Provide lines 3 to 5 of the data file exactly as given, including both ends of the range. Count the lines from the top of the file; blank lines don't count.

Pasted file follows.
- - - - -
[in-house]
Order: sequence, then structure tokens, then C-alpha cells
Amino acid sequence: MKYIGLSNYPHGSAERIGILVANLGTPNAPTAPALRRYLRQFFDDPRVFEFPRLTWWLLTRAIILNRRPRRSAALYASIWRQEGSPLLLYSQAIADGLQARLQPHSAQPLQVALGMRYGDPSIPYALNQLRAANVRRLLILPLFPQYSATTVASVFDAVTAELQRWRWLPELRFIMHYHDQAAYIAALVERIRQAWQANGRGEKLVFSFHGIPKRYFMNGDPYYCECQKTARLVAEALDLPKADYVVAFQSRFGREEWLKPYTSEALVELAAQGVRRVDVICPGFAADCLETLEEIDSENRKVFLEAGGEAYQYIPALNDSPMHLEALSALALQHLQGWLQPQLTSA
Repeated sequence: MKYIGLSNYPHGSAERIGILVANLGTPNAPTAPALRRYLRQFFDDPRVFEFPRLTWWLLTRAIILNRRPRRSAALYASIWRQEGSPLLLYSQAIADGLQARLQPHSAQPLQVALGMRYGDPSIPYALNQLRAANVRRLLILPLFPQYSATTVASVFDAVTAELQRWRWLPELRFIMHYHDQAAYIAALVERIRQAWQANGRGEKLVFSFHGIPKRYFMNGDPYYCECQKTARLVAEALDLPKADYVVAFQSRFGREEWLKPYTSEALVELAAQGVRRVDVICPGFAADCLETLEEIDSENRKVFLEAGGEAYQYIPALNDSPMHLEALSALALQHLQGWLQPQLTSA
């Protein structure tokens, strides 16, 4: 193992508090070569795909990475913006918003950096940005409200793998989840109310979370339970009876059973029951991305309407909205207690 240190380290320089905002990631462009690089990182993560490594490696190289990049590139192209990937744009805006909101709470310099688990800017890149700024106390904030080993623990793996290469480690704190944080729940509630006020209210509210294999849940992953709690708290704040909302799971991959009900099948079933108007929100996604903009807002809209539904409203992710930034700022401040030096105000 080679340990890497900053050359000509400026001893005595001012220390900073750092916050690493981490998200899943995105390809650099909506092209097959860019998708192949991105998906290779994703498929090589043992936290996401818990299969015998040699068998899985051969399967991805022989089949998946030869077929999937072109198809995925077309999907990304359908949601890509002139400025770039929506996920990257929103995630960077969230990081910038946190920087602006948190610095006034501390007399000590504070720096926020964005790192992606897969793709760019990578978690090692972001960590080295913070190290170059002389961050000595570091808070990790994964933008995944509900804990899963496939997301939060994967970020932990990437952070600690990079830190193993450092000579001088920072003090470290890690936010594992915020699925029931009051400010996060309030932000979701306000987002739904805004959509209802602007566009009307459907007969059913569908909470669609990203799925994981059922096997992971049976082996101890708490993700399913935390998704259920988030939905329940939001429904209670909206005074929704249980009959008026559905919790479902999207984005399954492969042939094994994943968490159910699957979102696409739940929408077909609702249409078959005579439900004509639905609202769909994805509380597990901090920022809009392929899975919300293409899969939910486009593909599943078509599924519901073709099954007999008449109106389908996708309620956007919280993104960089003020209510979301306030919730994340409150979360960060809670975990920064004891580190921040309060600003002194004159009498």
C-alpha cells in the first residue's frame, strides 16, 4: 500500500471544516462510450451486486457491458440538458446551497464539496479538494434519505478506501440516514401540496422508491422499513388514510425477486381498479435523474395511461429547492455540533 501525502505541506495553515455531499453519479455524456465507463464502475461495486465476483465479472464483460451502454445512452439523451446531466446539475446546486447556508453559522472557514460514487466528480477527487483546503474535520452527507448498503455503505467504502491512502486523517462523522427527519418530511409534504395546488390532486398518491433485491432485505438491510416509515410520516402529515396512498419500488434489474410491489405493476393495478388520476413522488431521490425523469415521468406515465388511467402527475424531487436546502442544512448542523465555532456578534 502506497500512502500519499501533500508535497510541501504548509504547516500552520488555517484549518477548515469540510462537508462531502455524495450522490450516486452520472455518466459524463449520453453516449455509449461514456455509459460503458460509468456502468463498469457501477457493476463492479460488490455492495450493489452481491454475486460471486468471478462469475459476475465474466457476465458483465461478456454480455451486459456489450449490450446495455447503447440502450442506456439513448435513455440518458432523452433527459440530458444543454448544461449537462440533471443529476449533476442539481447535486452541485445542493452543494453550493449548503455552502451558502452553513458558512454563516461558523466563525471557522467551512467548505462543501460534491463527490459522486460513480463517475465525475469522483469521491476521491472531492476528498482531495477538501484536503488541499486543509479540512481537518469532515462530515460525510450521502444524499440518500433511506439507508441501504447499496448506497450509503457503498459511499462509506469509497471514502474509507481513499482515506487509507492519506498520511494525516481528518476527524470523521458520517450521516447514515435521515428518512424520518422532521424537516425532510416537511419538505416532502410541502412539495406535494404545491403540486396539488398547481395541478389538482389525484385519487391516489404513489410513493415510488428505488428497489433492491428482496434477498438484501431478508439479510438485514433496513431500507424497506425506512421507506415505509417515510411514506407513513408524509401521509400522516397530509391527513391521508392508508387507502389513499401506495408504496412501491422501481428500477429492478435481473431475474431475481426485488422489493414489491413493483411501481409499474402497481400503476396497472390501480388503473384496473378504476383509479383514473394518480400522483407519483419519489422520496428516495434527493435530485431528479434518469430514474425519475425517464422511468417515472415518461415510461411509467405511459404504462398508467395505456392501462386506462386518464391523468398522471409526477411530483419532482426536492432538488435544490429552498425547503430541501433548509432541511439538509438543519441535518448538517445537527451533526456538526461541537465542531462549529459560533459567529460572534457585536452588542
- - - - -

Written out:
Amino acid sequence: MKYIGLSNYPHGSAERIGILVANLGTPNAPTAPALRRYLRQFFDDPRVFEFPRLTWWLLTRAIILNRRPRRSAALYASIWRQEGSPLLLYSQAIADGLQARLQPHSAQPLQVALGMRYGDPSIPYALNQLRAANVRRLLILPLFPQYSATTVASVFDAVTAELQRWRWLPELRFIMHYHDQAAYIAALVERIRQAWQANGRGEKLVFSFHGIPKRYFMNGDPYYCECQKTARLVAEALDLPKADYVVAFQSRFGREEWLKPYTSEALVELAAQGVRRVDVICPGFAADCLETLEEIDSENRKVFLEAGGEAYQYIPALNDSPMHLEALSALALQHLQGWLQPQLTSA
Repeated sequence: MKYIGLSNYPHGSAERIGILVANLGTPNAPTAPALRRYLRQFFDDPRVFEFPRLTWWLLTRAIILNRRPRRSAALYASIWRQEGSPLLLYSQAIADGLQARLQPHSAQPLQVALGMRYGDPSIPYALNQLRAANVRRLLILPLFPQYSATTVASVFDAVTAELQRWRWLPELRFIMHYHDQAAYIAALVERIRQAWQANGRGEKLVFSFHGIPKRYFMNGDPYYCECQKTARLVAEALDLPKADYVVAFQSRFGREEWLKPYTSEALVELAAQGVRRVDVICPGFAADCLETLEEIDSENRKVFLEAGGEAYQYIPALNDSPMHLEALSALALQHLQGWLQPQLTSA
């Protein structure tokens, strides 16, 4: 193992508090070569795909990475913006918003950096940005409200793998989840109310979370339970009876059973029951991305309407909205207690 240190380290320089905002990631462009690089990182993560490594490696190289990049590139192209990937744009805006909101709470310099688990800017890149700024106390904030080993623990793996290469480690704190944080729940509630006020209210509210294999849940992953709690708290704040909302799971991959009900099948079933108007929100996604903009807002809209539904409203992710930034700022401040030096105000 080679340990890497900053050359000509400026001893005595001012220390900073750092916050690493981490998200899943995105390809650099909506092209097959860019998708192949991105998906290779994703498929090589043992936290996401818990299969015998040699068998899985051969399967991805022989089949998946030869077929999937072109198809995925077309999907990304359908949601890509002139400025770039929506996920990257929103995630960077969230990081910038946190920087602006948190610095006034501390007399000590504070720096926020964005790192992606897969793709760019990578978690090692972001960590080295913070190290170059002389961050000595570091808070990790994964933008995944509900804990899963496939997301939060994967970020932990990437952070600690990079830190193993450092000579001088920072003090470290890690936010594992915020699925029931009051400010996060309030932000979701306000987002739904805004959509209802602007566009009307459907007969059913569908909470669609990203799925994981059922096997992971049976082996101890708490993700399913935390998704259920988030939905329940939001429904209670909206005074929704249980009959008026559905919790479902999207984005399954492969042939094994994943968490159910699957979102696409739940929408077909609702249409078959005579439900004509639905609202769909994805509380597990901090920022809009392929899975919300293409899969939910486009593909599943078509599924519901073709099954007999008449109106389908996708309620956007919280993104960089003020209510979301306030919730994340409150979360960060809670975990920064004891580190921040309060600003002194004159009498």